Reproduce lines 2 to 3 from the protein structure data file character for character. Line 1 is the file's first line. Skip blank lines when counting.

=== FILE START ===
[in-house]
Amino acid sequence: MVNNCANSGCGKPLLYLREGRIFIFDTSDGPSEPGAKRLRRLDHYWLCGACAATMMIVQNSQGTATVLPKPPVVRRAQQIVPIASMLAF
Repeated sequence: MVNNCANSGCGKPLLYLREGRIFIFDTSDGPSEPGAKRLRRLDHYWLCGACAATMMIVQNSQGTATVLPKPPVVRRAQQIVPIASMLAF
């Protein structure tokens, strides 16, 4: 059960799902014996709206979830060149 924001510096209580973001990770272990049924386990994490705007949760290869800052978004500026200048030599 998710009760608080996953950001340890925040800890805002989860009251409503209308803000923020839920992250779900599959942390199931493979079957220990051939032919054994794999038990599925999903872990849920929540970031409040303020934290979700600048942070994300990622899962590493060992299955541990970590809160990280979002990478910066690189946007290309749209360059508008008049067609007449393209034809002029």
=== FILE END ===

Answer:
Amino acid sequence: MVNNCANSGCGKPLLYLREGRIFIFDTSDGPSEPGAKRLRRLDHYWLCGACAATMMIVQNSQGTATVLPKPPVVRRAQQIVPIASMLAF
Repeated sequence: MVNNCANSGCGKPLLYLREGRIFIFDTSDGPSEPGAKRLRRLDHYWLCGACAATMMIVQNSQGTATVLPKPPVVRRAQQIVPIASMLAF